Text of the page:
Google Submits Patent For Minority Report Style Eye Tracking Device

Google Submits Patent For Minority Report Style Eye Tracking Device ·            “Head mounted” technology will relay “emotional analytics” to advertisers Steve Watson Aug 15, 2013 While the current incarnation of Google Glass continues to prompt worry and debate as far as privacy concerns go, the company is working behind the scenes on potentially much more disturbing technology, as revealed by a recently underreported patent application. The   patent filing   describes a “head mounted device”, for example hi-tech glasses, that would have the ability to track eye movement, effectively monitoring reactions to external stimuli, including changes in emotion. The patent indicates that Google would use the technology to analyze reactions to advertisements that the user is watching on a television, computer, or other viewing device. The application notes that miniscule inward facing cameras would track pupil dilation and feed back the informa

Fidelity develops investment app for Google Glass

Fidelity develops investment app for Google Glass By Michael B. Farrell |  GLOBE STAFF     AUGUST 13, 2013 Fidelity’s app allows Google Glass wearers to see quotes of major stock indexes after the market closes. Fidelity Investments has created one of the first investment apps for use with Google Glass, the small wearable computer from search giant Google Inc. The app has a modest first goal: allowing Google Glass wearers to see quotes of major stock indexes after the market closes. Eventually, however, the app could be used by Fidelity customers to perform more complex tasks such as looking up stock quotes and getting alerts about companies in their portfolios. “We expect that this whole area of wearables will develop rapidly,” said Sean Belka, senior vice president and director of the Fidelity Center for Applied Technology. “If that’s where our customers are going, that’s where we want to be.” Google Glass lets wearers view the Web through a tiny transparen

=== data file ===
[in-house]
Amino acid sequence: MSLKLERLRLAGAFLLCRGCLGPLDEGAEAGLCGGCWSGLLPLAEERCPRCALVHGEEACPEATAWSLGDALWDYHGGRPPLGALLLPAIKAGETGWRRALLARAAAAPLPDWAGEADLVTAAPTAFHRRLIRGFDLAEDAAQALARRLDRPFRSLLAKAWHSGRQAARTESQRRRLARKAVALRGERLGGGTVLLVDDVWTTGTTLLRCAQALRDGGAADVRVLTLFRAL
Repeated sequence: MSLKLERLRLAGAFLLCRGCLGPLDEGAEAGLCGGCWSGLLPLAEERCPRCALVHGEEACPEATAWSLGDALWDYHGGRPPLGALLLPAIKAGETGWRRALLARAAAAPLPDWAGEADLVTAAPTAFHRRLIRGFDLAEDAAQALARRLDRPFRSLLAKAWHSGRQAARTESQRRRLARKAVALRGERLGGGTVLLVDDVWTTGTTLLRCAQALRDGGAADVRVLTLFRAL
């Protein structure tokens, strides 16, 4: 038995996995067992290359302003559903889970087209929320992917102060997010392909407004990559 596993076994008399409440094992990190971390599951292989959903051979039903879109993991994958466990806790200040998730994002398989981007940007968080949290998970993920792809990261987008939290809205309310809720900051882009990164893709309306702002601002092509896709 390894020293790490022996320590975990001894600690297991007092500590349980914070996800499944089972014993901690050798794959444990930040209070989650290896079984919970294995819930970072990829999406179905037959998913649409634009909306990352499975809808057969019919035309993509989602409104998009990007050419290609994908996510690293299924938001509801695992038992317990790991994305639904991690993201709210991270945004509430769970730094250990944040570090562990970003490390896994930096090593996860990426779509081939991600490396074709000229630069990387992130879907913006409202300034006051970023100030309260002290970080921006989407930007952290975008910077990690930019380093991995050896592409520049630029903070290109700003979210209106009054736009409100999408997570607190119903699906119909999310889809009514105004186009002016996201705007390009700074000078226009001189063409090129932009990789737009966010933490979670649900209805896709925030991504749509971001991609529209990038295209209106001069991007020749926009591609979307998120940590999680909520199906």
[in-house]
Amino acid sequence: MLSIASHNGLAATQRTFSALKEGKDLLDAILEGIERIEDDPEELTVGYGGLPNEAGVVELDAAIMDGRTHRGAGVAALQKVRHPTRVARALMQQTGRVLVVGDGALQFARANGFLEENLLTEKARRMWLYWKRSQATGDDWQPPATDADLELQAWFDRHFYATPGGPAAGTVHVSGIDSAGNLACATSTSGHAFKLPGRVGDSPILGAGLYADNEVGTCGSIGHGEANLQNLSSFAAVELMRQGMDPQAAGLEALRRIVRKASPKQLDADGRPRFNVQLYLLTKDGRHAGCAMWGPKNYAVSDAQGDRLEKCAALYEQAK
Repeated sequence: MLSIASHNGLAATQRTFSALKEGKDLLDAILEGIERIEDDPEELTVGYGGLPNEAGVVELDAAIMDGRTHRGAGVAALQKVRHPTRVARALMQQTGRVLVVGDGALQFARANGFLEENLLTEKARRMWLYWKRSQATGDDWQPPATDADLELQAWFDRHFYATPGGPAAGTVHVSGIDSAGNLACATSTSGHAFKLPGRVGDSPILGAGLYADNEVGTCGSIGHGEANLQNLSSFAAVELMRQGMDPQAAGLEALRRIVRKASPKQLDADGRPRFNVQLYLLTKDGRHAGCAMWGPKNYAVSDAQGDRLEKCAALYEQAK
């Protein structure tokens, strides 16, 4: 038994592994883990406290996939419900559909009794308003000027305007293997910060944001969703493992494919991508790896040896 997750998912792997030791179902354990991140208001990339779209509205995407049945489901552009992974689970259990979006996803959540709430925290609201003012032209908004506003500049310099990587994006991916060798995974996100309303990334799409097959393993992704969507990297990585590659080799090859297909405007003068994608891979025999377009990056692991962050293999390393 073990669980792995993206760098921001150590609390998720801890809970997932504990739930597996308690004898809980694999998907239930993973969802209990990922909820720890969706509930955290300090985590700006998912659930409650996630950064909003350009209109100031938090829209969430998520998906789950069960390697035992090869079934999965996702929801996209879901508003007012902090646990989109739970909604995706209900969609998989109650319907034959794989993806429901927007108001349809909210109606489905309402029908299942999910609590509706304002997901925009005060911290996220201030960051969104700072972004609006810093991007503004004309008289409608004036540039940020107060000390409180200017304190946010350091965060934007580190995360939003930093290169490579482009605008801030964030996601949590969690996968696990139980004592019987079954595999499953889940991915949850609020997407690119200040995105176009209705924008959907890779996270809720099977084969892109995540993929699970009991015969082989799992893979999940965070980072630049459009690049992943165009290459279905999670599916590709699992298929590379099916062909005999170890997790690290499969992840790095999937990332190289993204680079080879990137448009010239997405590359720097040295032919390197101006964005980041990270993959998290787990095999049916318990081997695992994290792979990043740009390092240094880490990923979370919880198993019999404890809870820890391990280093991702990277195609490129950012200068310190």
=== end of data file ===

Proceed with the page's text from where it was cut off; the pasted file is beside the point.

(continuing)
GOOGLE: If You Use Gmail, You Have 'No Legitimate Expectation Of Privacy' By Paul Szoldra Published 4:47 pm, Tuesday, August 13, 2013 If you happen to be one of the 400 million people who use Google's Gmail service for sending and receiving emails, you shouldn't have any expectation of privacy, according to a court briefing obtained by the Consumer Watchdog website. In a motion filed last month by Google to have a class action complaint dismissed, Google's lawyers reference a 1979 ruling, holding that people who turn over information to third parties shouldn't expect that information to remain private. From the filing (emphasis added): Just as a sender of a letter to a business colleague cannot be surprised that the recipient’s assistant opens the letter, people who use web-based email today cannot be surprised if their communications are processed by the recipient’s ECS provider in the course of delivery. Indeed, “a person has no legitima